Presentation address by Dr Claudia Sternberg

Vice-Chancellor,

Carnival is a major cultural form and a festival of performance, creativity, political resistance and collective memory.  Arthur France is the person who, in 1967, brought carnival to Leeds, making it the first one in Europe to be organised by West Indians and modelled on the distinctive carnival traditions of the Caribbean.

Born on the island of Nevis into a family with a strong Christian ethos and commitment to learning, Arthur France came to Leeds in 1957.  He continued his education, pursued a career in building, had a family – and became one of the city’s most energetic, productive and enduring community leaders.

Arthur France was a founding member of the United Caribbean Association and the West Indian Centre.  He developed supplementary schooling and youth clubs in Chapeltown;  advocated black representation in politics and the media;  promoted the steel pan nationally and internationally;  and confronted racism.  He has received many awards for his work for the community and in raising the profile of Caribbean arts and culture, including an MBE and the prestigious Leeds Award.

The impact of Arthur France’s tireless work is far-reaching:  The carnival alone involves tens of thousands of local people every year, and Leeds has become a top destination for carnivalists from around the world.  For Arthur France, carnival is ‘a celebration of emancipation’:  this was most evident in 2007, the bicentenary of the Abolition of the Slave Trade Act.  The late Geraldine Connor staged her remarkable Carnival Messiah at Harewood House, boldly highlighting the shared history of colonial and cultural encounters.  It was Arthur, of course, who had initially brought Connor to Leeds to develop a curriculum of Caribbean music.  He also chaired the Leeds Bi-Centenary Transformation Project which organised hundreds of events to pass on knowledge about enslavement as well as African achievement, liberation and aspiration.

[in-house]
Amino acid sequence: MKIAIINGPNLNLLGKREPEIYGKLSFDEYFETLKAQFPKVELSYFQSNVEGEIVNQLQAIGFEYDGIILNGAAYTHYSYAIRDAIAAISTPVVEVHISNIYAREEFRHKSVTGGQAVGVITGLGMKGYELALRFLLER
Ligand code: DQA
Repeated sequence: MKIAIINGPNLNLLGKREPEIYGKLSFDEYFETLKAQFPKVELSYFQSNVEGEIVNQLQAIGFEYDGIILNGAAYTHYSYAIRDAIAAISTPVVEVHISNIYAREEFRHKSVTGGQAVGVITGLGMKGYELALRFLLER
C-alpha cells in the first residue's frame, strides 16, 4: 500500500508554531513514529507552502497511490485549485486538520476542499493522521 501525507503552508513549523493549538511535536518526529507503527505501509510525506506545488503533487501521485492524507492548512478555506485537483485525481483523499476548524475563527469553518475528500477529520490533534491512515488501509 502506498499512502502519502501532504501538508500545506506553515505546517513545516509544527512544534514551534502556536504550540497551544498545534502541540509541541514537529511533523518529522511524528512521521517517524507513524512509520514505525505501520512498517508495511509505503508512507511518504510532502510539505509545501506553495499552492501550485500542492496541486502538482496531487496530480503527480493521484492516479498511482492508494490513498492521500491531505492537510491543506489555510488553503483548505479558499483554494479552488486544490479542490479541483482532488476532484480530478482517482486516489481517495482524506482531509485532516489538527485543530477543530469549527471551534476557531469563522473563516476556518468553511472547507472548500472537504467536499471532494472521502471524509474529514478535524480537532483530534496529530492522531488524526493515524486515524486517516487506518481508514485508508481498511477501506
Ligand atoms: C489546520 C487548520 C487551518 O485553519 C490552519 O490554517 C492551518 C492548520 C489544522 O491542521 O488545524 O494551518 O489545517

Carnival, according to Hollis Liverpool, creates ‘an image of man different from the reality of the social system’.

It is a utopian practice. Community leadership is grounded in reality, but through Arthur France’s vision and determination, a utopian potential has been realised.  It can truly be said that he has been instrumental in forming and shaping the postcolonial Leeds and Britain that we have today.

Vice-Chancellor, I am honoured and delighted to present to you for the Degree of Doctor of Laws, honoris causa,  Arthur Thomas Benjamin France.